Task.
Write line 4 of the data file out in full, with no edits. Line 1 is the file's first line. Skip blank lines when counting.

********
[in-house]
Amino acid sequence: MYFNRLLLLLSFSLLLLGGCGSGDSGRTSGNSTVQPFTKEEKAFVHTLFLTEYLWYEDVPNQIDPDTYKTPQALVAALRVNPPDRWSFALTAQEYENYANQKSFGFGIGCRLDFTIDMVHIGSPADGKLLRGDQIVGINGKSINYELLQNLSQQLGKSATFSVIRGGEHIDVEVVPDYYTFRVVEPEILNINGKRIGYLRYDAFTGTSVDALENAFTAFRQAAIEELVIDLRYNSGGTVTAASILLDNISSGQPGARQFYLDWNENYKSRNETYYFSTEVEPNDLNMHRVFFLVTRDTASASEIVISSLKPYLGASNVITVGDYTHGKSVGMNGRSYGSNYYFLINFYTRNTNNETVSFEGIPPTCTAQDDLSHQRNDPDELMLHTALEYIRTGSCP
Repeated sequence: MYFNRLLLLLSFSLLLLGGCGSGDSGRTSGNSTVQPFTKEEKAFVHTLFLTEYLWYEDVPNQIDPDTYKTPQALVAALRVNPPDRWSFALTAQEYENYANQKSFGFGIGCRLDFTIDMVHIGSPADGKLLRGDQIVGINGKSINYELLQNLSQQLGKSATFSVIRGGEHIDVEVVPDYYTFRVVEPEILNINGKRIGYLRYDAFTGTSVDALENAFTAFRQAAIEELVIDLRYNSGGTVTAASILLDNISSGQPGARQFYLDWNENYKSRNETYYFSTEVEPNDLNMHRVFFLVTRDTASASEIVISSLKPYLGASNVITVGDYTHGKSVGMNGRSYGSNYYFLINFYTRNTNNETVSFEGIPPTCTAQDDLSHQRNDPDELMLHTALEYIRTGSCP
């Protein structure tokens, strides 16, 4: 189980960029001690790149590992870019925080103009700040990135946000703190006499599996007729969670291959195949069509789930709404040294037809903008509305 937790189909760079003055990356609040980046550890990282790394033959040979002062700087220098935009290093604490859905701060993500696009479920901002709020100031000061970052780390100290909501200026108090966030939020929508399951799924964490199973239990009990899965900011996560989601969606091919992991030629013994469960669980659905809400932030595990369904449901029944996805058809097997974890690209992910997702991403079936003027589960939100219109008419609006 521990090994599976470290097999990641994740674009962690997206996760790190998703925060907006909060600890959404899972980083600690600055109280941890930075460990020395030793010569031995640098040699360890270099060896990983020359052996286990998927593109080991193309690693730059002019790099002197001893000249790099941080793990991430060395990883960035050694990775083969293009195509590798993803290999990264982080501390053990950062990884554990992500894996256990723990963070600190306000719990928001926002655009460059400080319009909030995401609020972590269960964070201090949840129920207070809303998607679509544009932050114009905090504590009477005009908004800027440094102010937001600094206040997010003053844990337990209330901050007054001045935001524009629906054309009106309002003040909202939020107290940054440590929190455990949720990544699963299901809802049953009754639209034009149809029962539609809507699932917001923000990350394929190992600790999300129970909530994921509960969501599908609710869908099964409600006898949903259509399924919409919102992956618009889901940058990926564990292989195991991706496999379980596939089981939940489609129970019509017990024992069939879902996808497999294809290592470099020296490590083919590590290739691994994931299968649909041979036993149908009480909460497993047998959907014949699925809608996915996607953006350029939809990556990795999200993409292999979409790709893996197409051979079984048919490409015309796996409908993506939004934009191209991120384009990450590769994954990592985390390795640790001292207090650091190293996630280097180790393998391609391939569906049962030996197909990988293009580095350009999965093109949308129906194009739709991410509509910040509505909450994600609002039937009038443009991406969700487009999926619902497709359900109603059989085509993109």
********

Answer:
């Protein structure tokens, strides 16, 4: 189980960029001690790149590992870019925080103009700040990135946000703190006499599996007729969670291959195949069509789930709404040294037809903008509305 937790189909760079003055990356609040980046550890990282790394033959040979002062700087220098935009290093604490859905701060993500696009479920901002709020100031000061970052780390100290909501200026108090966030939020929508399951799924964490199973239990009990899965900011996560989601969606091919992991030629013994469960669980659905809400932030595990369904449901029944996805058809097997974890690209992910997702991403079936003027589960939100219109008419609006 521990090994599976470290097999990641994740674009962690997206996760790190998703925060907006909060600890959404899972980083600690600055109280941890930075460990020395030793010569031995640098040699360890270099060896990983020359052996286990998927593109080991193309690693730059002019790099002197001893000249790099941080793990991430060395990883960035050694990775083969293009195509590798993803290999990264982080501390053990950062990884554990992500894996256990723990963070600190306000719990928001926002655009460059400080319009909030995401609020972590269960964070201090949840129920207070809303998607679509544009932050114009905090504590009477005009908004800027440094102010937001600094206040997010003053844990337990209330901050007054001045935001524009629906054309009106309002003040909202939020107290940054440590929190455990949720990544699963299901809802049953009754639209034009149809029962539609809507699932917001923000990350394929190992600790999300129970909530994921509960969501599908609710869908099964409600006898949903259509399924919409919102992956618009889901940058990926564990292989195991991706496999379980596939089981939940489609129970019509017990024992069939879902996808497999294809290592470099020296490590083919590590290739691994994931299968649909041979036993149908009480909460497993047998959907014949699925809608996915996607953006350029939809990556990795999200993409292999979409790709893996197409051979079984048919490409015309796996409908993506939004934009191209991120384009990450590769994954990592985390390795640790001292207090650091190293996630280097180790393998391609391939569906049962030996197909990988293009580095350009999965093109949308129906194009739709991410509509910040509505909450994600609002039937009038443009991406969700487009999926619902497709359900109603059989085509993109």